If it seems familiar, it should, because this is the kind of design taught by Diane Hire, one of my favorite quilt authors, and a pioneer in improvisational quilting, Her books Vivacious Curvy Quilts. and Quilters Playtime - Games With Fabric, are prized possessions (no affiliation!)
A couple of weeks ago, I felt a yen to cut some improvisational curves, so I pulled out Vivacious, and started stacking, cutting, and resewing. Following Hire's detailed instructions, I came up with blocks like this:
Used the scraps to make wonky piano key borders down the left edge, and across the bottom (an idea from Quilters' Playtime):
And made up my own game to create the arrows that go up the right side and across the top. When I was finished with the arrows, I thought they also looked like pine trees, mushrooms, circus tents, and/or um, testosterone thermometers.
(A friend also told me she thought they looked like 'pathways to pyramids'! Love that!) A tutorial showing how these arrows were made is at the bottom of the post.
My final step was to add 92 buttons. Ta daa, here it is done. I'm calling it "Counterclockwise."
Closer. The dotted batik block on the upper left didn't need buttons!
Diane's books have directions for most of it, except the arrows, so here's my quick quilter's game for arrows.
1. Cut a bunch of half-square triangles (I started with 3" squares, cut in half diagonally, but any size works). Dub one color the background, and two other colors as the arrowhead. I happened to have the lavender triangles leftover from another project. Stitch a bunch thusly:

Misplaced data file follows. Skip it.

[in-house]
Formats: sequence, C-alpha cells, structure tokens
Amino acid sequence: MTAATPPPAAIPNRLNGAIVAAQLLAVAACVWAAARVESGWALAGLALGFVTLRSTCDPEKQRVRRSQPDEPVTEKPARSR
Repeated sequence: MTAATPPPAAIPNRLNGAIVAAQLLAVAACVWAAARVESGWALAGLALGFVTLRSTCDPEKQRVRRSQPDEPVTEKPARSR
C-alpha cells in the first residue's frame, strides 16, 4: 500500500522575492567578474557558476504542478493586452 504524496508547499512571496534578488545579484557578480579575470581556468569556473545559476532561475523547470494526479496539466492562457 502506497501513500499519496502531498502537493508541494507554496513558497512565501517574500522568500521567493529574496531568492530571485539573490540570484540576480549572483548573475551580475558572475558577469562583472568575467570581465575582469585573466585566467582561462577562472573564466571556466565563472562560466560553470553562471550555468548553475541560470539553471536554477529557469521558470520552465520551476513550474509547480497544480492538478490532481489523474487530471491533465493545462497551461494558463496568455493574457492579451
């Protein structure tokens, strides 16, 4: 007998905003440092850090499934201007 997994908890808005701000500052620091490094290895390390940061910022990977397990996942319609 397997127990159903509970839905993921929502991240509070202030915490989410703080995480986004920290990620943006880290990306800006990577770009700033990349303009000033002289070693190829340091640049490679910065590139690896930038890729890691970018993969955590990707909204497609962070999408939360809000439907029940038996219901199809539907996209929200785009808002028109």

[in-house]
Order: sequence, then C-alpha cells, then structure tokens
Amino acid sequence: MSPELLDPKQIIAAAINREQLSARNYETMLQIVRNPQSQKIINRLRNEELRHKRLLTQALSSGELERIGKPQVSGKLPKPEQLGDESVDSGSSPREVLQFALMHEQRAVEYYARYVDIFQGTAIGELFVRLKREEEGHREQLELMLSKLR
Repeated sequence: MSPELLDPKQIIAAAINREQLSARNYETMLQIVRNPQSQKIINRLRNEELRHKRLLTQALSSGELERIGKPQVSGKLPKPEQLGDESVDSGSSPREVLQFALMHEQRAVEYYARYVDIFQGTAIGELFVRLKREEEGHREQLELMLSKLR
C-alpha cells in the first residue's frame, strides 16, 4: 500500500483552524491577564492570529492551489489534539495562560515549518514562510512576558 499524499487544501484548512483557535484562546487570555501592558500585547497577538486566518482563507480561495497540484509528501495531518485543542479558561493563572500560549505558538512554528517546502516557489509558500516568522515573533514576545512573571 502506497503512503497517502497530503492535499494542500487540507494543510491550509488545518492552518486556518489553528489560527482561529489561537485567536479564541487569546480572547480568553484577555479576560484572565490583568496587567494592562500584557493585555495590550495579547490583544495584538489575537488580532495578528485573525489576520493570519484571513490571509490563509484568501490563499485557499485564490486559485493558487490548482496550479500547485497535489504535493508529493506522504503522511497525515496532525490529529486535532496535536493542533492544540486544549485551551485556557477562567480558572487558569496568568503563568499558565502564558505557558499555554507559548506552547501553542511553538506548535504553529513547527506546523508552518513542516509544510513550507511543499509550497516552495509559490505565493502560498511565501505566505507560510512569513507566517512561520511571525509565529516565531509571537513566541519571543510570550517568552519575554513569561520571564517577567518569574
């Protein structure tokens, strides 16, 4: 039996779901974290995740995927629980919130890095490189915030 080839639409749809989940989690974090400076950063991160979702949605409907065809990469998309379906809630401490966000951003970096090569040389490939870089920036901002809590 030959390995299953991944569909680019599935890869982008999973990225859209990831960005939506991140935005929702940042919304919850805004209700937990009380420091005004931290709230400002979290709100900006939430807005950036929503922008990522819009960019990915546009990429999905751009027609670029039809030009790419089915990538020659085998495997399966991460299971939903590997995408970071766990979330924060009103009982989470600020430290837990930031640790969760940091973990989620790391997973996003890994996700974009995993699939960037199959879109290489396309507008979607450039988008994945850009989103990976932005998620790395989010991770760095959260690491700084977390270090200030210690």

Ideally, the seam allowances should be pressed towards the arrowhead, but as you can see, it didn't always happen for me.
2. Collect three strips for the shaft,each a little narrower than the top piece. (I chose about 3" wide and 6" long for each).
3. Fold the right strip onto the middle one, good sides together, at an angle, and sew the length of the strip at the angle.
5. Cut excess from right side of middle strip:
6. Open up and press the right piece on the right side. Then repeat with the same color strip on the left side. Press the seams inward.
7. Stitch tip units to base units at the narrow end of the long triangles.
Put them on the wall and contemplate. Definitely circus tents.
9, Option: Trim the excess base fabric straight across, to the width of the arrowhead. (Or angle the cuts, if you prefer).
Now you can try them out as borders for your quilt. My average arrow came out to about 8 1/2" x 5 1/2". If you're math averse like me, you can can always make a few arrows extra-short, or extra long, to fit your border.
Along with the arrows, I pulled out another trick that I learned long ago, although I don't remember where. I placed 3-D inserts into one corner of each block, which creates a pinwheel and furthers the circular illusion.
These start out as the kite shape on the left side of the photo below. It's widest angle is 120 degrees,and the opposite angle is 60 degree.
Fold in half the long way, as shown on the right side of the picture above. Then baste each one with a 1/8" seam allowances into one corner of each block, with the narrow tips facing in the same direction (clockwise or counterclockwise - just be consistent!), and the fold facing the center. When four of these meet at the corners of four blocks, they form a 3D pinwheel! So easy! So fun! Here's another pinwheel.
Have you played any fabric games lately?
UPDATE: Part II of this post, with a detailed arrow-making tutorial that includes measurements, can be found in the next installment, here.